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Review Question - QID 210215

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QID 210215 (Type "210215" in App Search)
A 1-year-old girl is a restrained passenger in a low speed motor vehicle collision and presents with left leg pain. The patient weighs 25 pounds with an isolated closed deformity of the left thigh with mild swelling. Figures A and B are radiographs obtained in the emergency department. Work up reveals no other injuries, including abdominal trauma, and child services determines there is no concern for non-accidental trauma. Which of the following would be the most appropriate definitive treatment for her injured extremity?
  • A
  • B

Application of Pavlik harness



Application of long leg splint



Flexible intramedullary nailing



Application of hip spica cast



Application of external fixator



  • A
  • B

Select Answer to see Preferred Response

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Diaphyseal femur fractures in patients less than 6 years of age with <2cm of shortening can be treated with early spica casting.

Pediatric femoral shaft fractures are treated based on a variety of factors including age, patient weight, fracture pattern, and fracture location. Children between 6 months and 5 years of age are commonly treated with spica casting in fracture patterns with shortening <2cm. Excellent outcomes with casting in these fractures are owed to the remodeling potential of young children with significant growth remaining. The average overgrowth at union between 2 and 10 years of age is 0.9cm. Once placed in the spica the patient should be seen approximately 7-10 days later to assess for loss of reduction.

Infante et al. reviewed 175 patients at an average of 2 years follow up following immediate closed reduction and spica casting for pediatric femoral shaft fractures. They found all fractures united within 8 weeks with one refracture after a child fell one week after having his cast removed. They concluded that immediate spica casting for isolated closed femoral shaft fractures in patients under 80 pounds from birth to 10 years of age is a safe and effective treatment.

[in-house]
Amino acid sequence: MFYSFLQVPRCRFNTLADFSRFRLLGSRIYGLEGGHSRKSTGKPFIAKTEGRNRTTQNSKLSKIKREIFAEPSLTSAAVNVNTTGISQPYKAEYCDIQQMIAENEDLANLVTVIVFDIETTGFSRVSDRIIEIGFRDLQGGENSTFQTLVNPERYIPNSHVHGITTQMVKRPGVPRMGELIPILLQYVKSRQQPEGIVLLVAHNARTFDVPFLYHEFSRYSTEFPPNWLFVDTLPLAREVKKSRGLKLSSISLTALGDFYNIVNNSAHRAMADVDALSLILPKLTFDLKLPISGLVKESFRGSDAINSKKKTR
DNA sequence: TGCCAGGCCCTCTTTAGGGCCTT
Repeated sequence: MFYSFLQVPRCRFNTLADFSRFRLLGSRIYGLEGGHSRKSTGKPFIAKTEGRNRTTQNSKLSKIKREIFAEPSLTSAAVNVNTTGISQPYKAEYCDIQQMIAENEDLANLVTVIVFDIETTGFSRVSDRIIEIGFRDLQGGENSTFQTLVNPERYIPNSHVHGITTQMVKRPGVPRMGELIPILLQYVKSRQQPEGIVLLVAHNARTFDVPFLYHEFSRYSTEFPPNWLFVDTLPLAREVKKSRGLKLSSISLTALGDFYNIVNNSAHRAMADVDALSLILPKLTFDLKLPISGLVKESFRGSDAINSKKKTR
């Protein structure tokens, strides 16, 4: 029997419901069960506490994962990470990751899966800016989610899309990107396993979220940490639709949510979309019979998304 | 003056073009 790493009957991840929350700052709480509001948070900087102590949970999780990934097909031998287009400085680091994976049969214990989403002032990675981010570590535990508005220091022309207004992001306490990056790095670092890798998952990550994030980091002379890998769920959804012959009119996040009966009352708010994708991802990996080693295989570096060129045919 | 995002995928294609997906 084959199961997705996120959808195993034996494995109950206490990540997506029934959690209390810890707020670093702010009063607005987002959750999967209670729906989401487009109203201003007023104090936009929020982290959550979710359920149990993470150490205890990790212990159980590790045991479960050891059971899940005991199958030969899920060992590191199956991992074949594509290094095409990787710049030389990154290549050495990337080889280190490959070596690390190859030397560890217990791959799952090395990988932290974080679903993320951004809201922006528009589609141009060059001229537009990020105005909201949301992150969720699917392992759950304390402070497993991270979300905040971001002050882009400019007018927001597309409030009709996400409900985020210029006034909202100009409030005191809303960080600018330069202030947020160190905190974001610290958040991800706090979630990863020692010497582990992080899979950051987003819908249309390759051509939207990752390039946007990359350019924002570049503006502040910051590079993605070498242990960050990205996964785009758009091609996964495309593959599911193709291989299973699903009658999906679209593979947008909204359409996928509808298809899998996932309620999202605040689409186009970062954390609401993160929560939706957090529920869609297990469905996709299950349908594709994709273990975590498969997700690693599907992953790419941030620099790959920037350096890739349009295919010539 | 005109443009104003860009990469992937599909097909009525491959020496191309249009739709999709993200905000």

Mansour et al. compared application of spica casts in the emergency department versus in the operating room in 100 isolated closed pediatric femoral shaft fracture treated with spica cast application in the ER or operating room. They found no difference with regard to reduction, wedging of cast, or skin breakdown but did find that time to casting, hospital length of stay, and hospital charges were higher in the operating room group. They concluded that the application of a hip spica cast in the ER and OR provided similar outcomes with higher costs associated with casting in the OR.

Epps et al. evaluated results of single leg spica casting for femur fractures. They found 2 children failed due to shortening, 2 children required repeat reductions for unacceptable alignment, and there was one rotational malunion. They concluded in young children a single leg spica can safely and effectively manage simple femoral shaft fractures.

Figures A and B show an AP and lateral, respectively, of a skeletally immature patient with a transverse femoral shaft fracture. Illustration A is a 6 month follow-up of the patient showing complete healing of the fracture.

Incorrect Answers:
Answer 1: Application of a Pavlik harness is more appropriate in children with a femoral shaft fracture under 6 months of age.
Answer 2: Application of a long leg splint is not appropriate for the definitive management of a pediatric femoral shaft fracture.
Answer 3: Flexible intramedullary nailing would be appropriate for a length stable fracture in children between 5-11 years of age.
Answer 5: Application of an external fixator would be unnecessary in this scenario and indicated in the setting of polytrauma or concern for soft tissue injury.

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